By: Robert Aaron Contreras
On Friday, Devin Haney has a chance to pair his shining charisma with a gold-plated belt, fighting for the WBC interim title. The 10-fight bill originally featured two other championship bouts until Danny Roman was forced to drop out. Fortunately it takes more than a scheduling change to dim the lights at Madison Square. The main card is set to kick off at 6 p.m. ET, exclusively on DAZN.
Photo Credit: Ed Mulholland/Matchroom Boxing USA
Devin Haney (22-0, 14 KO) vs. Zaur Abdullaev (11-0, 7 KO), lightweight title
With a menacing, undefeated Russian in front of him, Haney and his team remain so confident, the American super-prospect is already scheduled to fight again in November. These are the kind of expectations and expedient scheduling that meet an ambitious talent like Haney, who turning professional at 17 and soon thereinafter was named 2018’s Prospect of the Year.
Already 2-0 on the year, Haney pulled himself up the WBC rankings with back-to-back dominant efforts.
In May, all of 20 years old, he headlined another Eddie Hearn endeavor. There he cracked open the rangy puncher Antonio Moran inside of seven rounds: the Mexican slumped from an overhand right. The knockout quickly made the rounds on social media—eventually dubbed a frontrunner for Knockout of the Year.
That win earned Haney a bevy of minor belts from the WBC, WBA and WBO. The sort of secondary “international” titles that name mandatory challengers. He decided to take the WBA route, opening up a possible showdown with Vasyl Lomachenko. Hearn expects the fight to go down between March or May of 2020.
Before then, Haney can continue to capitalize off the momentum he gain last year when he bested two former title challengers.
He started off the year as the main attraction on ShoBox in January. He took on the standout South African Xolisani Ndgondgeni and was too much for the previously-undefeated counterpuncher, overwhelming Ndgondgeni, scoring an early knockdown before stirring his foe’s insides with body blows, en route to a wide points win.
That next month, in February, was when Abdullaev, 25, fronted his own bill in his beloved Ekaterinburg, Russia.
Backed by German Titov, a Russian super-promoter with one of the best eyes for talent in the world, Abdullaev sparked the lethal-hitting Columbian Humberto Martinez. The visiting slugger was continually pressed along the ropes, outgunned, eventually in the tenth and final round succumbing to successions of right and left crosses.
The victory completed Abdullaev’s career performance opposite former champion Hank Lundy. Always a nightmare matchup, Lundy began to gain momentum in the middle stages of their 12-round encounter in September 2018. The Russian, though, showed resolve, picking up his pace to secure a unanimous decision verdict.
Friday night will be Abdullaev’s first time fighting stateside. In fact, it will be his first start outside of Russia.
Heather Hardy (22-0, 4 KO) vs. Amanda Serrano (36-1-1, 27 KO), featherweight title
This weekend will mark Hardy’s first ring appearance in nearly a full calendar year. But that doesn’t mean she hasn’t been busy. An ambassador for woman’s combat sports, three months ago, she was wearing fingerless gloves at Bellator 222, competing as a professional mixed martial artist for the fourth time. She was quickly taken out in the first round as a result of ground-and-pound.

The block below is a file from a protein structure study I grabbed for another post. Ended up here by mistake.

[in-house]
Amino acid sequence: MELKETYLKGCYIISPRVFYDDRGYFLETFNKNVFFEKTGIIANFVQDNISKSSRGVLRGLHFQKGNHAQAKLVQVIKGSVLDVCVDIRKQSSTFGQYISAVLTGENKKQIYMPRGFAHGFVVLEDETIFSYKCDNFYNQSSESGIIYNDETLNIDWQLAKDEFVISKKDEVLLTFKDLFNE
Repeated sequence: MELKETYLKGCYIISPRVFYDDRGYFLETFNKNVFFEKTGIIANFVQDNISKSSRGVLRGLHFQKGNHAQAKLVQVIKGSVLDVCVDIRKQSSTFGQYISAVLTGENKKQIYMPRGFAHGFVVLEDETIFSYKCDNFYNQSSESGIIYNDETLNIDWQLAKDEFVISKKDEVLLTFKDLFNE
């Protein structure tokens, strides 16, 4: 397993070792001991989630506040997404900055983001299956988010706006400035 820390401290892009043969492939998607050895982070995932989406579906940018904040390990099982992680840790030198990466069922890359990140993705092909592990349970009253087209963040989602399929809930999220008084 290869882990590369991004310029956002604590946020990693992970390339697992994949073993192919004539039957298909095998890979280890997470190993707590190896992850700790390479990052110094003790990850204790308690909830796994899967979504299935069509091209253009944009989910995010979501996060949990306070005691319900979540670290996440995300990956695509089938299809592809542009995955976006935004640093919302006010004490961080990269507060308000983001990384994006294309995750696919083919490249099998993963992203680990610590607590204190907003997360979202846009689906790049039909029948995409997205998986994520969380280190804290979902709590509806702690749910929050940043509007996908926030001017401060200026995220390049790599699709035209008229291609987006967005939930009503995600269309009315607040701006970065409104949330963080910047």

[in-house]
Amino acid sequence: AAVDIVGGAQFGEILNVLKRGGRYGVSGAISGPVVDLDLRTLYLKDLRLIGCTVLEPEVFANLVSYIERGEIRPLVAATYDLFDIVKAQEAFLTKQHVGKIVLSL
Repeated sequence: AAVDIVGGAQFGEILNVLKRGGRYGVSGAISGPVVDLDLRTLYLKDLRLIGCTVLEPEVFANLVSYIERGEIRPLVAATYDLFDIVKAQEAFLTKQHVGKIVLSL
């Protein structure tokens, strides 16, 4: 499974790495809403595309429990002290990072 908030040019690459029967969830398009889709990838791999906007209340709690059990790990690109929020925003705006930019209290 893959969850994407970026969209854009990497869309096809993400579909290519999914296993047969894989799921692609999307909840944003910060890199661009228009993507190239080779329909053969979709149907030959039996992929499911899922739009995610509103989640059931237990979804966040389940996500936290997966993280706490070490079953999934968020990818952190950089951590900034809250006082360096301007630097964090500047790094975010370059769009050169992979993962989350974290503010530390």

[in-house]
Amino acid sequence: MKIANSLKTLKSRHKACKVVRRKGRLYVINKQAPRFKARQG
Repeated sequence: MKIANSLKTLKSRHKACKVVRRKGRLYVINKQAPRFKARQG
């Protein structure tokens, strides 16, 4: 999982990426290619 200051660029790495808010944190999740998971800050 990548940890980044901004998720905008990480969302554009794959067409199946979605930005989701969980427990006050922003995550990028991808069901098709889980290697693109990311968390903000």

But Hardy, 37, is still undefeated in the boxing ring. And she defends her WBO featherweight world title for the first time. She lifted the vacant strap in a rematch with Shelly Vincent, giving her two wins over the brawling Vincent and extending her perfect pugilistic ledger.
Serrano, the 30-year-old challenger, has established her own crossover, also spending time in the MMA cage. In 2018, she twice competed for the promotion Combate Americas, founded by one Campbell McLaren who also helped get the UFC onto its feet.
By way of Puerto Rico, Serrano makes up a supremely talented family, training alongside her older sister, Cindy, another claimed prizefighter.
Amanda, for one, is a southpaw and has competed nearly 40 times over the last decade. Still 30, she has become a mainstay in the New York scene since winning the city’s Golden Gloves as an amateur. Professionally, Serrano has won an astonishing seven divisional titles. As heavy as 140 pounds to most recently boiling herself down to the 115-pound mark to crush Eva Voraberger in about 30 seconds for the super flyweight crown.
Murodjon Akhmadaliev (6-0, 5 KO) vs. Wilner Soto (22-6, 12 KO)
Akhmadaliev, 24, is undefeated and supremely touted in his young career. In May, he competed for the first time under Hearn and Matchroom Boxing, celebrating the new partnership with a third-round knockout over Carlos Carlson. The Uzbekistan-born prospect is still looking for a trademark win in the paid ranks after Danny Roman was forced out with a shoulder injury.
It was at the Rio Olympics where Akhmadaliev rose to prominence, representing his country well—a powerhouse in the ammy scene—earning a Bronze medal.
Not even a swift finish of Soto will much, giving how unheralded the late-replacement Columbian is. Nothing more than a 28-year-old journeyman, he has fought in the United States once before, when he gave Stephon Young some rounds (losing widely) before Young challenged Nonito Donaire. Soto did pick up a win over a countryman of his by the name of Omny Padilla (with an ugly record), winning on points over six rounds. He remains an afterthought this weekend, just 2-3 over his last five bouts.
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